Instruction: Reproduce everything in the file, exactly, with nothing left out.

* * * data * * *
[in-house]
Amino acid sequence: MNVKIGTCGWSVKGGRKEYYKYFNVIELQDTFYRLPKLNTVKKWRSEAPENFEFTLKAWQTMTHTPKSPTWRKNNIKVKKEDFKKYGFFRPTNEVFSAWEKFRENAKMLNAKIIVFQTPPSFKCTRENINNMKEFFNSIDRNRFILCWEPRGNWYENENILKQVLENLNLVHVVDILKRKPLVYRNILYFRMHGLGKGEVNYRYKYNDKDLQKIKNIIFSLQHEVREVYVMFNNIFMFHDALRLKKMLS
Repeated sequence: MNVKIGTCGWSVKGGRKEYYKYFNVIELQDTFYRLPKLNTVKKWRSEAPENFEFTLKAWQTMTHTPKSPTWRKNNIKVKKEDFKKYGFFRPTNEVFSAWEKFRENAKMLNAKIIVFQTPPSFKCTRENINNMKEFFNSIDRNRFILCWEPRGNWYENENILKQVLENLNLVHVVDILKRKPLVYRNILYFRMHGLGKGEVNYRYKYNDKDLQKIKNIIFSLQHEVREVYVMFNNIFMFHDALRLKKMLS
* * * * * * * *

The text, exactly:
[in-house]
Amino acid sequence: MNVKIGTCGWSVKGGRKEYYKYFNVIELQDTFYRLPKLNTVKKWRSEAPENFEFTLKAWQTMTHTPKSPTWRKNNIKVKKEDFKKYGFFRPTNEVFSAWEKFRENAKMLNAKIIVFQTPPSFKCTRENINNMKEFFNSIDRNRFILCWEPRGNWYENENILKQVLENLNLVHVVDILKRKPLVYRNILYFRMHGLGKGEVNYRYKYNDKDLQKIKNIIFSLQHEVREVYVMFNNIFMFHDALRLKKMLS
Repeated sequence: MNVKIGTCGWSVKGGRKEYYKYFNVIELQDTFYRLPKLNTVKKWRSEAPENFEFTLKAWQTMTHTPKSPTWRKNNIKVKKEDFKKYGFFRPTNEVFSAWEKFRENAKMLNAKIIVFQTPPSFKCTRENINNMKEFFNSIDRNRFILCWEPRGNWYENENILKQVLENLNLVHVVDILKRKPLVYRNILYFRMHGLGKGEVNYRYKYNDKDLQKIKNIIFSLQHEVREVYVMFNNIFMFHDALRLKKMLS